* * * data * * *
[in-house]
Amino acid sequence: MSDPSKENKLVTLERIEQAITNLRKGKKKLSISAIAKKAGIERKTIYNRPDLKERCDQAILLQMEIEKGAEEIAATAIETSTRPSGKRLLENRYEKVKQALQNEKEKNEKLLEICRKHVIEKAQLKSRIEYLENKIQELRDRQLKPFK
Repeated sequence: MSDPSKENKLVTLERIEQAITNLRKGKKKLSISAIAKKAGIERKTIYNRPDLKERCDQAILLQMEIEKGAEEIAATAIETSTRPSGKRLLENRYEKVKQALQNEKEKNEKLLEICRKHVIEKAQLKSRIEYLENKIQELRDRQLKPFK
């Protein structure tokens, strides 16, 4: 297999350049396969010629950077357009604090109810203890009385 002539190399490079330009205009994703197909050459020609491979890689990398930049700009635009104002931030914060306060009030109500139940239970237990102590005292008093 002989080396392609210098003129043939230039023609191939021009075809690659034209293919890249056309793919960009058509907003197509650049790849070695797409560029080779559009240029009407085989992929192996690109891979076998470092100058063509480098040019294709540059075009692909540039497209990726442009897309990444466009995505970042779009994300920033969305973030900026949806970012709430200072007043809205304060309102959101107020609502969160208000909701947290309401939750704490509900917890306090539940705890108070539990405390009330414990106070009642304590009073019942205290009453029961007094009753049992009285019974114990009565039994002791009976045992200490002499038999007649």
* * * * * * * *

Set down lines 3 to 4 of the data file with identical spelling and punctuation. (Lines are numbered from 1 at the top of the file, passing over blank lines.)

Repeated sequence: MSDPSKENKLVTLERIEQAITNLRKGKKKLSISAIAKKAGIERKTIYNRPDLKERCDQAILLQMEIEKGAEEIAATAIETSTRPSGKRLLENRYEKVKQALQNEKEKNEKLLEICRKHVIEKAQLKSRIEYLENKIQELRDRQLKPFK
């Protein structure tokens, strides 16, 4: 297999350049396969010629950077357009604090109810203890009385 002539190399490079330009205009994703197909050459020609491979890689990398930049700009635009104002931030914060306060009030109500139940239970237990102590005292008093 002989080396392609210098003129043939230039023609191939021009075809690659034209293919890249056309793919960009058509907003197509650049790849070695797409560029080779559009240029009407085989992929192996690109891979076998470092100058063509480098040019294709540059075009692909540039497209990726442009897309990444466009995505970042779009994300920033969305973030900026949806970012709430200072007043809205304060309102959101107020609502969160208000909701947290309401939750704490509900917890306090539940705890108070539990405390009330414990106070009642304590009073019942205290009453029961007094009753049992009285019974114990009565039994002791009976045992200490002499038999007649």